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Raising Exceptions in Ruby

  • Last Updated : 03 Oct, 2019


An exception is an unwanted or unexpected event, which occurs during the execution of a program i.e at runtime, that disrupts the normal flow of the program’s instructions. As we know, the code enclosed between begin and end block is totally secured for handling Exceptions and the rescue block tells the ruby, the type of exception is to be handled.
Mainly Runtime Exceptions are handled if they are any error in the code, maybe written by a naive coder, these types of errors may rise “divided by zero error”, “index out of the range error”, etc where the program stops execution whenever these exceptions occur if not handled. By using, raise statement we can raise manual user-defined exceptions. Like, for example, in an ATM transaction program to raise an exception when the user enters an invalid account number to withdraw.

Syntax:

raise exception-type "exception message" condition

Whenever the raise statement is raised it calls the rescue and execution starts from there. raise statement by default raises RuntimeError.
Example :




# Ruby program to illustrate  
# use of raise statement 
    
begin
           
    puts 'This is Before Exception Arise!'
           
       # using raise to create an exception   
       raise 'Exception Created!'
     
    puts 'After Exception' 
end

Output :

This is Before Exception Arise!
Exception Created!
  • Check out the four types of raise statements in the below code:
    Example :






    #!/usr/bin/ruby
    puts "type-1\n"
    begin 
      
      # re-raises the current exception
      # (RuntimeError as they are no current exception)
       raise
    rescue 
       puts 'Tony got rescued.'
    end 
    puts 'Tony returned safely'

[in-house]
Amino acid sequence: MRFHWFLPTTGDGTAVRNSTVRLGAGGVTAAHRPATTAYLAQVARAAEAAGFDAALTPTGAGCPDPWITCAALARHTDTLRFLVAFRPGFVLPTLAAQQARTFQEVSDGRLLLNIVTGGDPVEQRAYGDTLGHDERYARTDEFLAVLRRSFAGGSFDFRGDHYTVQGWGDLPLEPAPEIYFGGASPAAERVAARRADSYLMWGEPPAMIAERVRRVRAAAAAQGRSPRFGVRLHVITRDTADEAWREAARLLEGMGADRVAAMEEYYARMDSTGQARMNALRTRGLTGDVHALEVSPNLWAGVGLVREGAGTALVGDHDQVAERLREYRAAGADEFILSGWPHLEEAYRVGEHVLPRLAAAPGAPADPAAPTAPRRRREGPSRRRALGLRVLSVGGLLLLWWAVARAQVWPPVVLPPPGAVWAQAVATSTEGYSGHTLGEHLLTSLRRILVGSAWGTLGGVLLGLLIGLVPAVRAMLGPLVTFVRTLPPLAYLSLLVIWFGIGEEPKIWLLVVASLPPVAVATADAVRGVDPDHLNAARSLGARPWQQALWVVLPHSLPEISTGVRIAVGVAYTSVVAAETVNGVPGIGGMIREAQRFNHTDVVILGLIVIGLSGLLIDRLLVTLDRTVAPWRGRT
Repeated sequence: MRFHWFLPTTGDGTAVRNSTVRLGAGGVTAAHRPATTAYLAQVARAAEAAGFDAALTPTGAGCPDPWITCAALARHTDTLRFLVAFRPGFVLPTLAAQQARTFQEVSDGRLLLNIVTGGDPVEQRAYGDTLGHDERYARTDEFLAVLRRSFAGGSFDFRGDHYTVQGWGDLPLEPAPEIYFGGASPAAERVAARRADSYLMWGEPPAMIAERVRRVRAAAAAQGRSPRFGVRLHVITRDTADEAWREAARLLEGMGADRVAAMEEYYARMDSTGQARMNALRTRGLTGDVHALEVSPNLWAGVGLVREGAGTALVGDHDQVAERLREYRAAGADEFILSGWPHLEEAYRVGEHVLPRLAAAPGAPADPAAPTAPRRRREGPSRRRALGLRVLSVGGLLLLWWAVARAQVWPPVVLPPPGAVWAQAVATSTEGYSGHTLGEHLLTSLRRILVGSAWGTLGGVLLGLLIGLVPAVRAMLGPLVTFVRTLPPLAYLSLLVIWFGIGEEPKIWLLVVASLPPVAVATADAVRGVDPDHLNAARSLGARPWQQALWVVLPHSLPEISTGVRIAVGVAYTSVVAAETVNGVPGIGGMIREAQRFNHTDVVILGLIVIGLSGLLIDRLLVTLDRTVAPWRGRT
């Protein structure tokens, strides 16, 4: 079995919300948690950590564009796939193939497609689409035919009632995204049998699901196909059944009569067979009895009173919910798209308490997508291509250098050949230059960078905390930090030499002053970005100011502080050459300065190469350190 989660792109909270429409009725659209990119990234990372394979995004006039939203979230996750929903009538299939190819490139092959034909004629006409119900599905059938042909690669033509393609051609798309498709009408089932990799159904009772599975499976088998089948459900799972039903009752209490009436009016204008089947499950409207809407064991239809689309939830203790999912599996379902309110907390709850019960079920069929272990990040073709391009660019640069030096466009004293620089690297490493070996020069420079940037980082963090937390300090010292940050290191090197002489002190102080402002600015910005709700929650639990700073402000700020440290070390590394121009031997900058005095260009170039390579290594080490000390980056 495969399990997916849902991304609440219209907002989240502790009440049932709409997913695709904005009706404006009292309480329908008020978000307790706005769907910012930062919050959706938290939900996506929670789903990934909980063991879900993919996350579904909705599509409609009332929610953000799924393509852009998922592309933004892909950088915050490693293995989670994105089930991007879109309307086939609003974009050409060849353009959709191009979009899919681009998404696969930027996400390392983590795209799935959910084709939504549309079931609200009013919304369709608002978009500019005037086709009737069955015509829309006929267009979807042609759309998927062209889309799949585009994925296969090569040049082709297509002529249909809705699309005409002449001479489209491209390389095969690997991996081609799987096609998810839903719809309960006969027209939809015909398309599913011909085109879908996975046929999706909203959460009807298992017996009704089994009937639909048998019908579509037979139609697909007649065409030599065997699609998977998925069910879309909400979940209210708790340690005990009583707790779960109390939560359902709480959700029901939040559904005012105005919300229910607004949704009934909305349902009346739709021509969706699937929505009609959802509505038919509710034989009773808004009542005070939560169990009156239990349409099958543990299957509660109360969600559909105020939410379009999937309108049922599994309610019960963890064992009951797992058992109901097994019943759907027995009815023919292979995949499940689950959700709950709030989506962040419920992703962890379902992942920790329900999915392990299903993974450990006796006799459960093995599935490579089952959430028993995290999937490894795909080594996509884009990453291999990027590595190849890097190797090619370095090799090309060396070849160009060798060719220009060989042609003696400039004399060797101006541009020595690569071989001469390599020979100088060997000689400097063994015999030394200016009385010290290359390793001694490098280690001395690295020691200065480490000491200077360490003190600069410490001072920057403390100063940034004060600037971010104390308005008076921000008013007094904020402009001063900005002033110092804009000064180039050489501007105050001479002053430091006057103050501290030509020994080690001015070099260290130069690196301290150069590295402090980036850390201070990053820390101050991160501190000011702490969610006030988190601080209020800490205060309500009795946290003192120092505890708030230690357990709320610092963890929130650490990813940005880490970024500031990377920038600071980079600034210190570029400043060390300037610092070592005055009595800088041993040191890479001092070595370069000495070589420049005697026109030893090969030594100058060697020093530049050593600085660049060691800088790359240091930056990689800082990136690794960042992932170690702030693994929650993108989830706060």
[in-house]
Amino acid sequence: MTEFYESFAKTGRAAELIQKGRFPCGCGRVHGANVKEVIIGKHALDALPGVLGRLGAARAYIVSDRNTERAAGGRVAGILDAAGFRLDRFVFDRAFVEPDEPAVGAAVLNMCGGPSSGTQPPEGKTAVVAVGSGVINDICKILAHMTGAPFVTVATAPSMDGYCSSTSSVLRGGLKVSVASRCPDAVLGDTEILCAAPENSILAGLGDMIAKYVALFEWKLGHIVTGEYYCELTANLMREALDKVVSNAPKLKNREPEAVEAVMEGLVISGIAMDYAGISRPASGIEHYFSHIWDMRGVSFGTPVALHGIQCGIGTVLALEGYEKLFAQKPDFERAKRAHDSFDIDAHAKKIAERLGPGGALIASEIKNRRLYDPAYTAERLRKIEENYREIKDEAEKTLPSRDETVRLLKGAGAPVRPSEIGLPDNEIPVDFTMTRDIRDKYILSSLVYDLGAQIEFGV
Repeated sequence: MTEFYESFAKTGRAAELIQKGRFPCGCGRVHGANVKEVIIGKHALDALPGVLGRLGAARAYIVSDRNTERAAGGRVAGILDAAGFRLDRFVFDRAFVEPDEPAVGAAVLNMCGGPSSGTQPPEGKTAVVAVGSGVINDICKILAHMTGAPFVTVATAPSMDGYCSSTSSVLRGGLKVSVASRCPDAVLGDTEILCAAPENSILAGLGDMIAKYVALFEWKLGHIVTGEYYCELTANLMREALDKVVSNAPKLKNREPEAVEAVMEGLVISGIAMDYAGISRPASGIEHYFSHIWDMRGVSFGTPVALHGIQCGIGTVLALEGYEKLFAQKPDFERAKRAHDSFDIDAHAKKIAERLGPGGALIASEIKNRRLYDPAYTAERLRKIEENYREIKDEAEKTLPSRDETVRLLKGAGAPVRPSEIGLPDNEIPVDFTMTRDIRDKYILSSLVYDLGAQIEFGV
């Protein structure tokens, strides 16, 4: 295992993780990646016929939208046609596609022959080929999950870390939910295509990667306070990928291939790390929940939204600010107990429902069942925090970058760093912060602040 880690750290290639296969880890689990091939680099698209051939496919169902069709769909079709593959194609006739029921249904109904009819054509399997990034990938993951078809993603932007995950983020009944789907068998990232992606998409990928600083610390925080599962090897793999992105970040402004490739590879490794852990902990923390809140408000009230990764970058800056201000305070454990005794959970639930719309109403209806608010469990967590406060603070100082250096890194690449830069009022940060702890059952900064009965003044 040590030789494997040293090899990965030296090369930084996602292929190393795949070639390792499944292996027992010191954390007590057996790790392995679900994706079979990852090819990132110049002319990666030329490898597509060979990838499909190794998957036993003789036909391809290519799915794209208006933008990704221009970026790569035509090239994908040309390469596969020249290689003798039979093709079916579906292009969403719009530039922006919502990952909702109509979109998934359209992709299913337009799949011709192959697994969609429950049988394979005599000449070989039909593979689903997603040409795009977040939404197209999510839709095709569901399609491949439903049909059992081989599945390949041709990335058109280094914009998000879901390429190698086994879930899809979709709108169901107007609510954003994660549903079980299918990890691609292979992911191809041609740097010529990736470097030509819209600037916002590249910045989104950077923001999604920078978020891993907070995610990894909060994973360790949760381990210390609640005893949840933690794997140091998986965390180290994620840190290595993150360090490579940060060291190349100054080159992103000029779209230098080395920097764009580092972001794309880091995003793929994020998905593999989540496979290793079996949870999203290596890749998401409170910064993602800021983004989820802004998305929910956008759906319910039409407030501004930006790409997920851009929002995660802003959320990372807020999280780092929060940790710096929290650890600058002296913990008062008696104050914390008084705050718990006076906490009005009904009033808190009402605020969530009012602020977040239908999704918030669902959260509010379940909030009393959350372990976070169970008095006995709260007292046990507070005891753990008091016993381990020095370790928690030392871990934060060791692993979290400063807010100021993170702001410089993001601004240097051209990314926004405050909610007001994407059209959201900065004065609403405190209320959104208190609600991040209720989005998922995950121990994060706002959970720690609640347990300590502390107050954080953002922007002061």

puts "\ntype-2\n"
    begin
      
       # sets this message to the string in the superclass, 
       # this exception will be given top priority in the call stack.
       raise 'Quill got rescued.'
       puts 'quill'  # won't execute
    rescue StandardError => e  
       puts e.message
    end 
    puts 'Quill is back to ship.'
       
    puts "\ntype-3\n"
    begin
    # uses the first argument to create an exception 
    # and then sets the message to the second argument.
       raise StandardError.new 'Groot got rescued.'
    rescue StandardError => e  # e=>object
      
      # prints the attached string message.
      puts e.message
    end
       
    puts "\ntype-4\n"
    begin
    a = 30
    b = 0
    # here a conditional statement is added 
    # to execute only if the statement is true
      
        # raises the exception only if the condition is true
        raise  ZeroDivisionError.new 'b should not be 0' if b == 0
        puts a/b
    rescue StandardError => e  
       puts e.message  
    end
       
    puts
    begin
    a = 30
      
    # changing the b value, it passes the raise and executes further 
    b = 2
      
        # raises the exception only if the condition is true
        raise  ZeroDivisionError.new 'b should not be 0' if b == 0
        print "a/b = ", a / b
    rescue StandardError => e  
       puts e.message  
    end
    Output:
    type-1
    Tony got rescued.
    Tony returned safely
    
    type-2
    Quill got rescued.
    Quill is back to ship.
    
    type-3
    Groot got rescued.
    
    type-4
    b should not be 0
    
    a/b = 15
    
  • Check out the difference between the Runtime and Raised Exception.
    Example :




    #!/usr/bin/ruby
    puts "Rasied Exception:\n"
    begin
    a = 30
    b = 0
      
        # raises the exception only if the condition is true
        raise ZeroDivisionError.new 'b should not be 0' if b == 0
        print "a/b = ", (1 + 2) * (a / b)
    rescue ZeroDivisionError => e  
       puts e.message
      
       # prints the error stack, but a raised exception has zero stack
       puts e.backtrace
    end
       
    puts "\nRuntime Exception:\n"
    begin
    a = 30
    b = 0
    x=(1 + 2) * (a / b)
      
        # raises the exception only if the condition is true
        raise ZeroDivisionError.new 'b should not be 0' if b == 0
        print "a/b = ", (1 + 2) * (a / b)
    rescue ZeroDivisionError => e  
      
      # prints the message=>(divided by 0) 
      # from ZeroDivisionError class
       puts e.message
       puts e.backtrace
    end
    Output:
    Rasied Exception:
    b should not be 0
    (repl):8:in `
    ' /run_dir/repl.rb:41:in `eval' /run_dir/repl.rb:41:in `run' Runtime Exception: divided by 0 (repl):21:in `/' (repl):21:in `
    ' /run_dir/repl.rb:41:in `eval' /run_dir/repl.rb:41:in `run'

    In above example, Runtime Exception has an error stack.




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